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Knit One, Swirls Too

Two New Series Are Providing An Outlet for Local Performance Artists

By Jonathan Padget
Washington Post Staff Writer
Thursday, February 10, 2005; Page C05

It was standing room only Saturday night at Transformer for the debut of the gallery's "Touch & Go" performance art series. Then again, with about 25 people inside the tiny P Street storefront, there was little choice but to stand if dancer Ginger Wagg was to have any space at all for "Spill" -- which combined two hours of her improvised movement with other artists' lighting design, sound installation, live clarinet and a rather substantial piece of crocheted balloon sculpture.

Yes, crocheted balloon sculpture. You can't see that every day. And you don't see concentrated and coordinated performance art series in Washington all that often, either.

Performance artist Ginger Wagg draws a crowd at Transformer last Saturday, part of the gallery's "Touch & Go" series that also featured Agata Olek's crocheted balloon sculpture, below. (Lauren Victoria Burke For The Washington Post)

"[Performance art] is an exciting discipline," says Victoria Reis, co-director of Transformer, which focuses on emerging artists. "We're always trying to be diverse in what we present."

There were 1,300 skinny white balloons, cascading from skylight to wall to front window in a tubular, kind of intestinal shape. Agata Olek, the New York artist who created the sculpture for "Spill," explained that crochet is a natural technique for her because she's Polish and "everyone crochets in Poland." And while she's never used balloons before, she was inspired to try them for this installation because she's been picking up clown gigs for kids' birthday parties.

"It's fun," said Brent Baumgartner, 31, taking in the scene -- as many chose to do -- from the sidewalk. "It's different than hanging pictures on a wall. It's more interactive."

Saturday's event launched two series: "Touch & Go" at Transformer as well as "In Site," a three-part experimental performance series at other venues in Washington.

Visual elements of "Spill," including video of Wagg's performance, can be viewed through Feb. 19. Baltimore's Cindy Rehm will continue the "Touch & Go" series on Feb. 25 with "Echo," which features documentation of performance art reenactments -- including notable works by Yoko Ono, Ana Mendieta and Takehisa Kosugi -- that Rehm completed last year. On the 25th, Rehm also will perform a new, original work, "Mirror," addressing female body image issues. The "Echo" exhibition will remain through March 5.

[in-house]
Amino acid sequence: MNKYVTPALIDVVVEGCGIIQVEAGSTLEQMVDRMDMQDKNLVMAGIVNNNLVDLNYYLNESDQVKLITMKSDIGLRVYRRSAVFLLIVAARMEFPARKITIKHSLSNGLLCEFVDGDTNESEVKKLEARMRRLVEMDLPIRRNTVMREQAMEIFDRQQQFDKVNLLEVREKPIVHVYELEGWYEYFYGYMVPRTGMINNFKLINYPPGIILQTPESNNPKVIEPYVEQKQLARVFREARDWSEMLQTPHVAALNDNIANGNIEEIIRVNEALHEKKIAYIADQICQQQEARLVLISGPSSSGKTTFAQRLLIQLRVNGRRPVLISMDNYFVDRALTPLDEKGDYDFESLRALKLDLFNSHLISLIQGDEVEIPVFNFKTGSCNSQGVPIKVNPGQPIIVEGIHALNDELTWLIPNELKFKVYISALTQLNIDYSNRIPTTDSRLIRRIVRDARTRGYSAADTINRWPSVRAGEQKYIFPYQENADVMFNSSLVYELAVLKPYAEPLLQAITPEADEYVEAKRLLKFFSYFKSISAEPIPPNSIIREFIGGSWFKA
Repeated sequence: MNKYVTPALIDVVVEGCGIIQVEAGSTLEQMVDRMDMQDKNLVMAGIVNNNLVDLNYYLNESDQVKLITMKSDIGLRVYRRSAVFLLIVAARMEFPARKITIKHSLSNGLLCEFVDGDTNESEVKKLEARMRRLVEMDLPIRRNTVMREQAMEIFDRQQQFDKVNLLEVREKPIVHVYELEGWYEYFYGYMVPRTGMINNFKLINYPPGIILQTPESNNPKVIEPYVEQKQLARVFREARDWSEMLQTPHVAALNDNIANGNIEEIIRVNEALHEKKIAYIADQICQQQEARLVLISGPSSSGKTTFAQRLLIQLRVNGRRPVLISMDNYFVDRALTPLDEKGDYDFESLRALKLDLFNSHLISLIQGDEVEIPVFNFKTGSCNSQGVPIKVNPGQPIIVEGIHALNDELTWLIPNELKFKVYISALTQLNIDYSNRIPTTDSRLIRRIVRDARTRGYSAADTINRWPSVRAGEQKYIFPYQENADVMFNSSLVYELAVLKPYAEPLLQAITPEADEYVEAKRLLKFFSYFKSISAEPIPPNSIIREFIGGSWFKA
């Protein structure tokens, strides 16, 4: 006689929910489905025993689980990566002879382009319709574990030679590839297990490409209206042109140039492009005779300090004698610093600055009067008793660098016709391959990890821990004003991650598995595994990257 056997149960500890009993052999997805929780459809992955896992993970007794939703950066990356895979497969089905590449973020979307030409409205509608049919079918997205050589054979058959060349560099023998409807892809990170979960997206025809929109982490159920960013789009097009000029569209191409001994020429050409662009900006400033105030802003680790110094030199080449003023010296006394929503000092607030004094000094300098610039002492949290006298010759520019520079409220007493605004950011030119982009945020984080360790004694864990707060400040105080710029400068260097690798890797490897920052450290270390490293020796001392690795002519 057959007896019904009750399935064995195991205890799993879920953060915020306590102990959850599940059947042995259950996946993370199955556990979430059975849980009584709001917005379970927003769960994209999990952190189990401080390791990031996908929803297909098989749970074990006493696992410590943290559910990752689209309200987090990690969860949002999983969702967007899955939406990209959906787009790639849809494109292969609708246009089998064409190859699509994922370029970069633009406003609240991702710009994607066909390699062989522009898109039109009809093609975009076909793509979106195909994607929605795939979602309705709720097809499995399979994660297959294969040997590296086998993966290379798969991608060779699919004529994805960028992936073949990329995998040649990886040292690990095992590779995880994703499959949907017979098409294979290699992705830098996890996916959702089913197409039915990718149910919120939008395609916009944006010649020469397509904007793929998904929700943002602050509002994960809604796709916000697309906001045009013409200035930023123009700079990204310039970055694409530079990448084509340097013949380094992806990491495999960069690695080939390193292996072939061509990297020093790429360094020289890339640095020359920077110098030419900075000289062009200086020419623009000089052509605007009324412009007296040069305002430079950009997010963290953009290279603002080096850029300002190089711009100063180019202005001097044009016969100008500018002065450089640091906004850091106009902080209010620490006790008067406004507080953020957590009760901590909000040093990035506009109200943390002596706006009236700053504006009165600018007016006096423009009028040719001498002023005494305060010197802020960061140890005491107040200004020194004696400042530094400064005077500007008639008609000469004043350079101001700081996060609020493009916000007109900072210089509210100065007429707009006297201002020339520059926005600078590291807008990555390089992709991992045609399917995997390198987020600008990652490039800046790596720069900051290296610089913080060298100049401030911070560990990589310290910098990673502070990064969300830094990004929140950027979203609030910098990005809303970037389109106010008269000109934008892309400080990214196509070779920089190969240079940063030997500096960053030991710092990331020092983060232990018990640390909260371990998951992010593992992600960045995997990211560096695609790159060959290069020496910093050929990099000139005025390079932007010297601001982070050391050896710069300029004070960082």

"Touch & Go" concludes March 12-19 with "Sacred Chores," a residency by Marcus Kuiland-Nazario of Los Angeles featuring community workshops where he will develop a new performance piece. Kuiland-Nazario will introduce himself on March 12 with "Sacred Chore #1 (Grandma Judy)," involving two hours of ironing clothes and talking about his grandmother.

"We definitely give artists a wide berth," Reis says.

"In Site," led by Wagg and Jane Jerardi, another local dancer, returns next month with "Listen" at Revolution Records on March 19. The band Aquarium will perform, while film screenings and dance performances are held in the shop's listening booths. Small artworks will be shown in the display racks, and a "performance typist" will create poetry for attendees.

"In Site's" final installment, "Crave," will be held April 30 and May 1 at Warehouse Next Door. Wagg and Jerardi promise a "high art" variety show format with a mix of music, theater and dance.

Wagg says "In Site" has been motivated by a desire to explore alternative performance venues and to encourage increased artistic collaboration across disciplines. Enlivening Washington's cultural scene has also been a driving force, adds Jerardi.

"Maybe [this series] is not that radical in another context," she says, "but it feels very different than what's going on here."

Touch & Go at Transformer, 1404 P St. NW, through March 19. Free. For information on exhibition hours, performances and artist talks, call 202-483-1102 or visit www.transformergallery.org.

In Site continues with "Listen" at Revolution Records, 4215 Connecticut Ave. NW, March 19 at 8:30 p.m. Pay-what-you-can. Followed by "Crave" at Warehouse Next Door, 1017 Seventh St. NW, April 30 and May 1 at 8 p.m. $10. Contact orchidelirium@hotmail.com.

© 2005 The Washington Post Company